Insurance Capital Can Now Be Used to Form Private Equity Funds in PRC

November 2015 | Yuan Min and Will McCosker, King & Wood Mallesons


The China Insurance Regulatory Commission (CIRC) recently issued new regulations that relax restrictions on the investment of insurance proceeds by allowing insurance capital to be used for the formation of private equity funds within the PRC. The Circular of the China Insurance Regulatory Commission on Matters relating to the Formation of Insurance Private Equity Funds (the Circular) was released on 10 September 2015 and aims to further enhance the unique advantages of the long-term investment of insurance funds, support economic development and prevent potential risks. The Circular sets out the categories, investment objectives, governance structure, management and operation and registration and regulation of private equity funds formed by insurance capital (insurance PE funds).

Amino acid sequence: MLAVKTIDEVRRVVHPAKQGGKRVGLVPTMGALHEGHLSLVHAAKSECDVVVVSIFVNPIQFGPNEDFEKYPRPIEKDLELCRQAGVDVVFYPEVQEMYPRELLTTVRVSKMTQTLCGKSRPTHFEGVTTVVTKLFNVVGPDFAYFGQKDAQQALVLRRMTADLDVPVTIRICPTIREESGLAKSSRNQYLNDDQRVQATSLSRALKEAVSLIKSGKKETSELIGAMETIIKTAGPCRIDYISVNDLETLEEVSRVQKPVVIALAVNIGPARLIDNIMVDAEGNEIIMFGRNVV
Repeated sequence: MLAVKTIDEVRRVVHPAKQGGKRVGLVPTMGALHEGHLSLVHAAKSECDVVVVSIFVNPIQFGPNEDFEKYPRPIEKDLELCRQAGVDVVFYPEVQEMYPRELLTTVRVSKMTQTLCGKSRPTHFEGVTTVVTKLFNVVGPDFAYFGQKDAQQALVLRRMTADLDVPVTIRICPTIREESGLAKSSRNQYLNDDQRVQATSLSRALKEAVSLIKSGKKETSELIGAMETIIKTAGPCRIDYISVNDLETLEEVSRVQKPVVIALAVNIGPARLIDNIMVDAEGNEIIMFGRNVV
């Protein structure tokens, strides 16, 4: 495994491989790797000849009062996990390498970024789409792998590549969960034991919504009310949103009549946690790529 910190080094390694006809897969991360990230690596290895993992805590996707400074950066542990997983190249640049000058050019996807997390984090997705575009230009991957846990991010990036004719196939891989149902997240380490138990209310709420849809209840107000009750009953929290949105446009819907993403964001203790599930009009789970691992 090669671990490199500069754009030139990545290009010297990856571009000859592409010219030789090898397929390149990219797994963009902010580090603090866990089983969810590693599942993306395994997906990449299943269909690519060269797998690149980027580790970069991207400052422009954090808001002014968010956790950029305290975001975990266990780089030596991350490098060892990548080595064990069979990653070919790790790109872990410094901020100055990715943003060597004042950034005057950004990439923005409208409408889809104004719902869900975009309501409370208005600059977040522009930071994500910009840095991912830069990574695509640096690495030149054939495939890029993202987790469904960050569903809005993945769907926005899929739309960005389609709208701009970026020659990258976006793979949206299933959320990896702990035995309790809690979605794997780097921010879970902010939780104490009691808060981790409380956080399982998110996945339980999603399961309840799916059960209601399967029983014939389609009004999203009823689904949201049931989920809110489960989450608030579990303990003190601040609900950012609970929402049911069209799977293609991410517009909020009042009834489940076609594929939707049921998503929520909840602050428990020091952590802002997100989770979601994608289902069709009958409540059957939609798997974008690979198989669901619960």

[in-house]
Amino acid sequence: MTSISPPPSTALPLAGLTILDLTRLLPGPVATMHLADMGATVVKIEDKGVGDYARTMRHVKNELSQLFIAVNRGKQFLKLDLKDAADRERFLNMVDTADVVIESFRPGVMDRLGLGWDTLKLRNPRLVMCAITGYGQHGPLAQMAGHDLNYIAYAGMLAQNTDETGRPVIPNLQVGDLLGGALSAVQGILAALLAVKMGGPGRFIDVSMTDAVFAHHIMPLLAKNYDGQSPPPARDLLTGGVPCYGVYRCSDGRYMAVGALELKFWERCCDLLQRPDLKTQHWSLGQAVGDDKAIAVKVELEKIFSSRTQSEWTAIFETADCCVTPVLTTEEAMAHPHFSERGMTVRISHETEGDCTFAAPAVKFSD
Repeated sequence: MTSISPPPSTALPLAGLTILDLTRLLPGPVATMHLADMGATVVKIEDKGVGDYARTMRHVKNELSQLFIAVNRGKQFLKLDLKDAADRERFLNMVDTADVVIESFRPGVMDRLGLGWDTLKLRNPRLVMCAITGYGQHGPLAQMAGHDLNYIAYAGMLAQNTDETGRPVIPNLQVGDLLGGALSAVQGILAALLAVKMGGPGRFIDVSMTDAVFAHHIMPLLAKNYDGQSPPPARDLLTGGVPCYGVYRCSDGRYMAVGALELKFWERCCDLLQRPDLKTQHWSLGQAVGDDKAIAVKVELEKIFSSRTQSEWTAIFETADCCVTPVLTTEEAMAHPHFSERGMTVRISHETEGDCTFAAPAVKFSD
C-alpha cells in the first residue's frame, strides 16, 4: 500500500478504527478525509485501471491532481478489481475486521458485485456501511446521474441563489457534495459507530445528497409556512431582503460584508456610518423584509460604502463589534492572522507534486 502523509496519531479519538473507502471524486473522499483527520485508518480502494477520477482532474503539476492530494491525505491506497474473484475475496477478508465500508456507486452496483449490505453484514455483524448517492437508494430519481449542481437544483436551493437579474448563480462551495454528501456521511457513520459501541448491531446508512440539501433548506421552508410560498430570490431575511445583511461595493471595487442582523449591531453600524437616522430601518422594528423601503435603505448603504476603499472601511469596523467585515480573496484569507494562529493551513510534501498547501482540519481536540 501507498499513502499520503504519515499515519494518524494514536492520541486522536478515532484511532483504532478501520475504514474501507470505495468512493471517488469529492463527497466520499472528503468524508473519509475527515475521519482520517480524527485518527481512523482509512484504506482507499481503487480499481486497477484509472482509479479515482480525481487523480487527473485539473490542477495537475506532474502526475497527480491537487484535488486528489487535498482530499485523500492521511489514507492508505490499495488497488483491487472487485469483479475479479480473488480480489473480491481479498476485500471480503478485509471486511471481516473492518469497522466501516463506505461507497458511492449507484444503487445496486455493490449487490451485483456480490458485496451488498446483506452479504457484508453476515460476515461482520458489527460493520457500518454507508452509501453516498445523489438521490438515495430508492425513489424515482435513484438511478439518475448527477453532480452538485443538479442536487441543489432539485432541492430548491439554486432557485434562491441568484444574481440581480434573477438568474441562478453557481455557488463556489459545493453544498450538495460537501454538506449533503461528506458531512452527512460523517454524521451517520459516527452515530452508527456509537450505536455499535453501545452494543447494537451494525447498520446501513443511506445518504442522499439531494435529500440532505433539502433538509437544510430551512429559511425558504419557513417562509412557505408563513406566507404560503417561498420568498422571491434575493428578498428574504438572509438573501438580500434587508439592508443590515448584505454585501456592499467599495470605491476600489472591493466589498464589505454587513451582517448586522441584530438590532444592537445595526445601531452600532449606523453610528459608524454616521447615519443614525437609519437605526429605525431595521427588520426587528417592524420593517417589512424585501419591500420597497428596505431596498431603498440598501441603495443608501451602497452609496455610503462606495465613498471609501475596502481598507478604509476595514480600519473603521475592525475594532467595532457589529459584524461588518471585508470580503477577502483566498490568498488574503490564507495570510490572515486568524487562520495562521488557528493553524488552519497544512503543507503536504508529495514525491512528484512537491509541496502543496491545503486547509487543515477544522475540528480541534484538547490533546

Family Office Direct Investing in Private Equity Deals

September 2015 | John A. Rogers, Pepper Hamilton LLP


For most family offices, engaging in direct investment PE deals really means finding the right partner, and the diligence required to find the right PE partner for direct deals is much more involved, and probably less of a metric-based exercise than selecting a good asset manager.

Hong Kong Implements Profits Tax Exemption for Offshore Private Equity Funds

August 2015 | Austin Sweeney, Tommy Tong and Susan Leung, Herbet Smith Freehills